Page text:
Category Archives: Uncategorized

Boomerang

His AKC registered name was “Hogan’s High Dollar Boomerang” but we knew him as “Boomer”. His sire was an award winning Welsh Pembroke Corgi, so he came from good stock. Sadly, he succumbed to lymphoma at the age of 9.

When we adopted Boomer at the tender age of 8 weeks we were not looking for a show dog, just a family dog from a breed we had enjoyed before. He was our second Corgi, little short-legged dogs with big dog attitudes, best known as the preferred dog of the Queen of England. High energy, herding instincts, loyalty, curiosity (some would say “nosey”) are all characteristics of this breed. Boomer had them all.

He spent countless hours looking out the front window of our home, watching over the neighborhood, alerting us if something was slightly different. He had his nemesis’ – the squirrels that ran the fence tops of the back lawn, chucking at him with derision as he stood sentry, barking from below; and (for some reason) a certain greyhound who’s owner walked him past daily (never figured out what he took offense to there – maybe it was the long legs?). He faithfully chased rabbits away, nearly catching one or two young ones in the past, but uncertain what to do with them when he had them cornered.

Continue reading

3 Comments

Filed under Family, Leadership, Uncategorized

An Easter Foot Race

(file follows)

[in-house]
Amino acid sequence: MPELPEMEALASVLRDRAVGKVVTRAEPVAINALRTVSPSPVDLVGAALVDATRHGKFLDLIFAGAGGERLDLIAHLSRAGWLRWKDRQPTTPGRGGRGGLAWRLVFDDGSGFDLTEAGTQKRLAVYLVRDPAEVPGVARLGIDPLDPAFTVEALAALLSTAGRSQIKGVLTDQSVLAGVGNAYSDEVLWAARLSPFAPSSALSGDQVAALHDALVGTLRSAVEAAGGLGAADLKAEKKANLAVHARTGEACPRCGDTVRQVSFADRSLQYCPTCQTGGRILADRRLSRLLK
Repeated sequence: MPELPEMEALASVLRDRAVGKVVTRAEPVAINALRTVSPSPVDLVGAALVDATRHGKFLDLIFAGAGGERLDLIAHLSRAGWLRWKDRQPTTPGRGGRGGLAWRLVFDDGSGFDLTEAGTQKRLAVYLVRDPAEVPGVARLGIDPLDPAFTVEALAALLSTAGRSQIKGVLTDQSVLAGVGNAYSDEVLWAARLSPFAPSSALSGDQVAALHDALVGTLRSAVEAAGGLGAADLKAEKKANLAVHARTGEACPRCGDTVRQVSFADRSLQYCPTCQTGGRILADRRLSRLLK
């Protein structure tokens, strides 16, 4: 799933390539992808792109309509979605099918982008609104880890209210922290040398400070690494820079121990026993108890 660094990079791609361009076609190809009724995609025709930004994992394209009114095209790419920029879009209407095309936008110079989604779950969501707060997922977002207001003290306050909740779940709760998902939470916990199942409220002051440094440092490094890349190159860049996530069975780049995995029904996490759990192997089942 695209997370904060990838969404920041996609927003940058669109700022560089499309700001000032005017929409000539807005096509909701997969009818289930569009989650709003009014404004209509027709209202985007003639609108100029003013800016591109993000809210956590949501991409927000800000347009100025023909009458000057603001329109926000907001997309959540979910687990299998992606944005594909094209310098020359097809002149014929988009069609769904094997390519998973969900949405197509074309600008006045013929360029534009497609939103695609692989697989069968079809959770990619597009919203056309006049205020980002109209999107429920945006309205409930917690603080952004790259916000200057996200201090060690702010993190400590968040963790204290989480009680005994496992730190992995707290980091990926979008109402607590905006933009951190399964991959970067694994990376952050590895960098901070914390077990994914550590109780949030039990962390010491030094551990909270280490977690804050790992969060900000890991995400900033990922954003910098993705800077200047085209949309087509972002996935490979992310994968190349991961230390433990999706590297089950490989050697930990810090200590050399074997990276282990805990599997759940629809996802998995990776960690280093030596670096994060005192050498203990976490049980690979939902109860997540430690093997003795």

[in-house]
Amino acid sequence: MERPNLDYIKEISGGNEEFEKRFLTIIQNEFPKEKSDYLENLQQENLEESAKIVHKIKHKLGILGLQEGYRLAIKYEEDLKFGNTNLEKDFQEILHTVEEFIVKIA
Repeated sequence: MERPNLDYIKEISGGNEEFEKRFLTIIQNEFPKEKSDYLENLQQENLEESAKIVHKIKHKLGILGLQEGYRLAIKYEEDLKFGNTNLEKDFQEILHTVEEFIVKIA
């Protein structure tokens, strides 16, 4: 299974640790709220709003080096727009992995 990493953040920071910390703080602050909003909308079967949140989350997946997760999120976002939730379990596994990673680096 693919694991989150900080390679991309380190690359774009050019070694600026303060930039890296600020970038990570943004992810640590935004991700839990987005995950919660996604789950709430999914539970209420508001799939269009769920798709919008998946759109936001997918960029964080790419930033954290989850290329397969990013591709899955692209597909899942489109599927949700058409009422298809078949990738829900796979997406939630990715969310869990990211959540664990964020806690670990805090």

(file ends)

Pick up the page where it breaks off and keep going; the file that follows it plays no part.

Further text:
Each of the Gospels has its own unique emphasis as it shares the Good News of Jesus’ resurrection. In John chapter 20 we are told how Peter and John ran to the tomb after Mary reported it was empty. Verse four says, “The two were running together, but the other disciple outran Peter and reached the tomb first.” Why was this detail of having arrived first, important to John? Did it give him bragging rights? “I beat Peter to the tomb!” I have often puzzled over this aside within the Easter story. On Easter there was a race and John outran Peter. It seems like the kind of detail one commits to memory around a life changing event. It’s the event that is important, but it’s importance is mirrored in the details that are remembered around it. For John, outrunning Peter was one of those details.

But they were not the first to run that morning. Backing up to verse two we see that Mary Magdalene was the first to run. She ran from the tomb to tell Peter and John what had been discovered: the tomb was empty. They ran to the tomb to verify her claim and see for themselves. Lot’s of running.

Continue reading

2 Comments

Filed under Christian Faith, Holy Days, Hope, Ministry, Pastors, Spiritual Formation, Uncategorized

Not This Time

The Preacher of Ecclesiastes, commonly thought to be Solomon, writes in Ecclesiastes 3 “For everything there is a season, and a time for every matter under heaven“. He then proceeds to list the various things for which there is a time, including in verse 8: “a time to love, and a time to hate; a time for war, and a time for peace.” I must confess to having struggled with that next to last one over the years, and most especially again recently.

I do not understand the reasons Russia, and her autocratic leader Mr. Putin, would feel entitled to wage war against their peaceful neighbor Ukraine. I do not understand the aggression, the violence, the carnage, the hostility and death. It makes no sense to me. It is heart breaking to hear the voices and see the pictures of Ukrainians being forced from their homeland as refugees, and being forced to defend their nation as soldiers.

Many years ago when different war drums were being beaten on the world’s stage I remember discussing with a mentor in ministry how one who follows Christ should feel about this. His response, which has always stayed with me, was “I believe God is always sad when there is war.”